The Breast Is Best: More Then 700 Species of Bacteria in Breast Milk
Spanish researchers have identified more than 700 species of bacteria living in breast milk that’s produced in the first few days of baby’s life. The discovery surprised researchers, who did not expect to find such a wide diversity of bacteria thriving in human breast milk. Scientists believe bacteria from breast milk help colonize a baby’s gut, and they suspect that some of these bacteria play an important, and beneficial, role in baby’s developing immune system.
Investigators used a sophisticated DNA sequencing technique to determine the identities of different bacteria species living in colostrum. Colostrum, or “first milk” is especially rich in antibodies, enzymes and protein, among other nutrients. It’s the first milk most babies receive, and it’s usually followed by ordinary breast milk after the first few days of breastfeeding.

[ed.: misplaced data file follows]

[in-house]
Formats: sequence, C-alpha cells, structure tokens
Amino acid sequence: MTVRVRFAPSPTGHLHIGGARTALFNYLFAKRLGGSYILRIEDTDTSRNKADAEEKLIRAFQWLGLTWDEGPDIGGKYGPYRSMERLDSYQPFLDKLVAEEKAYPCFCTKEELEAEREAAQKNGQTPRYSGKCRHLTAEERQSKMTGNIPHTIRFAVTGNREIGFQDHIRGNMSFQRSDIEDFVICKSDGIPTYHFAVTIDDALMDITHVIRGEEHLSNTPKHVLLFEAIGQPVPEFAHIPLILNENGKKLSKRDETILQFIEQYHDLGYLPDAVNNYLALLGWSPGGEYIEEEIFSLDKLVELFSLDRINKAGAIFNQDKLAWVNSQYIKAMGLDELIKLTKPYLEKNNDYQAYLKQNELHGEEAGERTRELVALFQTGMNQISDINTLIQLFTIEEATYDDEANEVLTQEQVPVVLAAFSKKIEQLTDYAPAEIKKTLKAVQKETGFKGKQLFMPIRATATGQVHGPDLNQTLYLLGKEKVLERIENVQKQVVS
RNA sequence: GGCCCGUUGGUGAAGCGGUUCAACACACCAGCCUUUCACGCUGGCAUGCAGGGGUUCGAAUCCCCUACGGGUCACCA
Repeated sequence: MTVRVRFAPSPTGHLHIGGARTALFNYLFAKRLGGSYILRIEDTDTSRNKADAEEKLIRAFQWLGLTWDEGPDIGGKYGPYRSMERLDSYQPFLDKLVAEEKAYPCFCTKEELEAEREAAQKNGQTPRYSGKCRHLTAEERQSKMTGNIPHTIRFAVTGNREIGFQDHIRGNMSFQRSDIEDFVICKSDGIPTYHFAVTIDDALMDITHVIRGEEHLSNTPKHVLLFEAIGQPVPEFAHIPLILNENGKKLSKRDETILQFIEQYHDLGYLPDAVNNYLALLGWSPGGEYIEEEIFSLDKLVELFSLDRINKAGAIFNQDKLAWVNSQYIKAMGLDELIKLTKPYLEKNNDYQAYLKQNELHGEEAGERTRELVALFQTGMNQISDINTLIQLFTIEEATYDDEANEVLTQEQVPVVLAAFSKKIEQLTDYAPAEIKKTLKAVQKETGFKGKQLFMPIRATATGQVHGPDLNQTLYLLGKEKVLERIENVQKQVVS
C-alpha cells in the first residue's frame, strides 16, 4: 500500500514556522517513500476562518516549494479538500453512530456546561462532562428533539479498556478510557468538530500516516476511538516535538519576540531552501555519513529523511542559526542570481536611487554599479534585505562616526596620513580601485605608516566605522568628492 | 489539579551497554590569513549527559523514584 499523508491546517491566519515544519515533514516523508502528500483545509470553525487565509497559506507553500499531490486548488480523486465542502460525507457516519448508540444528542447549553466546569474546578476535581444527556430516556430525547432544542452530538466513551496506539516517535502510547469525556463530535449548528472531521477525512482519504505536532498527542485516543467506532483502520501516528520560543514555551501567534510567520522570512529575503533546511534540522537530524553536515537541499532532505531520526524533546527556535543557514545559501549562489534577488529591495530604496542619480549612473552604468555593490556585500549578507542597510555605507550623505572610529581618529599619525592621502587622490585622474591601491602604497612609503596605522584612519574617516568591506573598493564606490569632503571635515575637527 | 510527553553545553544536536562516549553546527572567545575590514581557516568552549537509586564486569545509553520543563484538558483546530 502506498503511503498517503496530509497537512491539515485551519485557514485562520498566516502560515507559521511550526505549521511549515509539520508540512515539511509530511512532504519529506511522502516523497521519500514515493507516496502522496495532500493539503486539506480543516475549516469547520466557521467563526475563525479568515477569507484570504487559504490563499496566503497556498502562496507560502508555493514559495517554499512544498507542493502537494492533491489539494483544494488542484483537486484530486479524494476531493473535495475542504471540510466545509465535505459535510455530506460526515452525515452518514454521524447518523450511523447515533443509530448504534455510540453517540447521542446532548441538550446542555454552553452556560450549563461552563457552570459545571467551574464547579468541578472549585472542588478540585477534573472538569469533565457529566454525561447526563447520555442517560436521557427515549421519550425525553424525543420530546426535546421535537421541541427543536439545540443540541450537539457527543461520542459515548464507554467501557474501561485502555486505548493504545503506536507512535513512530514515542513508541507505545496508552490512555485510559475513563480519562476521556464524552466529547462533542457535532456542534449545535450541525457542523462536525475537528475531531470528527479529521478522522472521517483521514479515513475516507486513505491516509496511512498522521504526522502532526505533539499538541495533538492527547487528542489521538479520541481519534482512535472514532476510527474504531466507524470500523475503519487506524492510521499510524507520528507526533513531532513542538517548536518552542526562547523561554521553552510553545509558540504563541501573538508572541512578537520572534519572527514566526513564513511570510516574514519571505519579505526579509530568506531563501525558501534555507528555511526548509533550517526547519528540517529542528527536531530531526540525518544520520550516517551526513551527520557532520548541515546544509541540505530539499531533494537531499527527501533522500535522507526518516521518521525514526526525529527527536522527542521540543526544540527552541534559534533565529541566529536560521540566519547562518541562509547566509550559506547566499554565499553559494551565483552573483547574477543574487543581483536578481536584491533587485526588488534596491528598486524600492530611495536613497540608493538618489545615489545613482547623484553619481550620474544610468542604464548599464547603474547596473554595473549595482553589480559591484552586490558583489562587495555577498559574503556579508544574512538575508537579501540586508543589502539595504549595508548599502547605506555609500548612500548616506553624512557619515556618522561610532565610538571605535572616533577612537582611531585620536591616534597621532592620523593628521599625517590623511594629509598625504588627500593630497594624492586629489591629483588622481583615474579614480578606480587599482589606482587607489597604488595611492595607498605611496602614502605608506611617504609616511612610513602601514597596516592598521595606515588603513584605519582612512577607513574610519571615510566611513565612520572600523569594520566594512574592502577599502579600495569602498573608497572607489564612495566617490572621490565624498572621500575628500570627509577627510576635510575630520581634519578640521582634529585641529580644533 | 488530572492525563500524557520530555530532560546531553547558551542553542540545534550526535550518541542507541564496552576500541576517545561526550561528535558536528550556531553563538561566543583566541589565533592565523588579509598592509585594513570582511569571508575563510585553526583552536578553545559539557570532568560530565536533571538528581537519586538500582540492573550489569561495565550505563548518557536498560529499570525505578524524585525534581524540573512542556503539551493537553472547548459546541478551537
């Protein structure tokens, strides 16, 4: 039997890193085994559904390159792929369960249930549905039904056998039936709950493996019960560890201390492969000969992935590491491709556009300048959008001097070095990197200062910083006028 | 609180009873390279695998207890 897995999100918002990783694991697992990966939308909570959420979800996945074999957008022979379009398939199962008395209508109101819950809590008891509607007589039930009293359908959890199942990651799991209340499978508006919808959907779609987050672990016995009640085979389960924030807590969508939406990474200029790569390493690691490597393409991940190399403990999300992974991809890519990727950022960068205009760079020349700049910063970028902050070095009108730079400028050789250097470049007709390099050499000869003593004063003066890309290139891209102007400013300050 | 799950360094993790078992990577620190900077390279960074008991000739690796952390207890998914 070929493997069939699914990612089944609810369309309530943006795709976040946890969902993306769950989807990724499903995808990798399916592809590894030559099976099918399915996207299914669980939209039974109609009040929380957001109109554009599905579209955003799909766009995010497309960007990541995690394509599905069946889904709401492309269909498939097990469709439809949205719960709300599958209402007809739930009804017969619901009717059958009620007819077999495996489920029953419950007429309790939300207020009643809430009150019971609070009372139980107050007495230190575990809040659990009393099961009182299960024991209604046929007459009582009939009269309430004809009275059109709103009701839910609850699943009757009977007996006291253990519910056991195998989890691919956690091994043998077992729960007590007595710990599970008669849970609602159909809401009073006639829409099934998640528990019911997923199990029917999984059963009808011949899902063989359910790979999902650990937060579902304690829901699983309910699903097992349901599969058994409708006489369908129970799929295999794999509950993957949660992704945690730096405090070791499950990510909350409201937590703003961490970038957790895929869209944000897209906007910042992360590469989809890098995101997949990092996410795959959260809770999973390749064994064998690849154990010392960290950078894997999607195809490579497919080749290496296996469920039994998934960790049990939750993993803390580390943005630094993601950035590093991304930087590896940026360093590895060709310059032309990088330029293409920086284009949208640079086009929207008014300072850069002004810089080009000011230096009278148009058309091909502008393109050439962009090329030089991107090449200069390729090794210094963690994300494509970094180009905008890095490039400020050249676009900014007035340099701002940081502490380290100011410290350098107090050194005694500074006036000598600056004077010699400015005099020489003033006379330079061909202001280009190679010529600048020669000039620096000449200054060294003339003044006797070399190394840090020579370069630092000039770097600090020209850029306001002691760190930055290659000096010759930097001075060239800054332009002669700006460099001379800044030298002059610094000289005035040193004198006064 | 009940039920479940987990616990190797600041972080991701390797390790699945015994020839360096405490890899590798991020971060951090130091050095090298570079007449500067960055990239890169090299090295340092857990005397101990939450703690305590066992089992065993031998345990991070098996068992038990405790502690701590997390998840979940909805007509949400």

The makeup of bacteria in breast milk also changes over time, researchers found. While it’s still not clear what role the many types of bacteria may play in baby’s health, this diversity of microbes appears to be healthy and natural. Investigators also found less bacterial diversity in the milk of obese and overweight mothers. Similarly, women who underwent unplanned caesarean section deliveries also produced milk with less bacterial diversity. These findings suggest that a greater diversity of bacteria in breast milk is both natural and beneficial.
Cabrera-Rubio R, Collado MC, Laitinen K, Salminen S, Isolauri E, Mira A. The human milk microbiome changes over lactation and is shaped by maternal weight and mode of delivery. Am J Clin Nutr. 2012 Sep;96(3):544-51. doi: 10.3945/ajcn.112.037382. Epub 2012 Jul 25.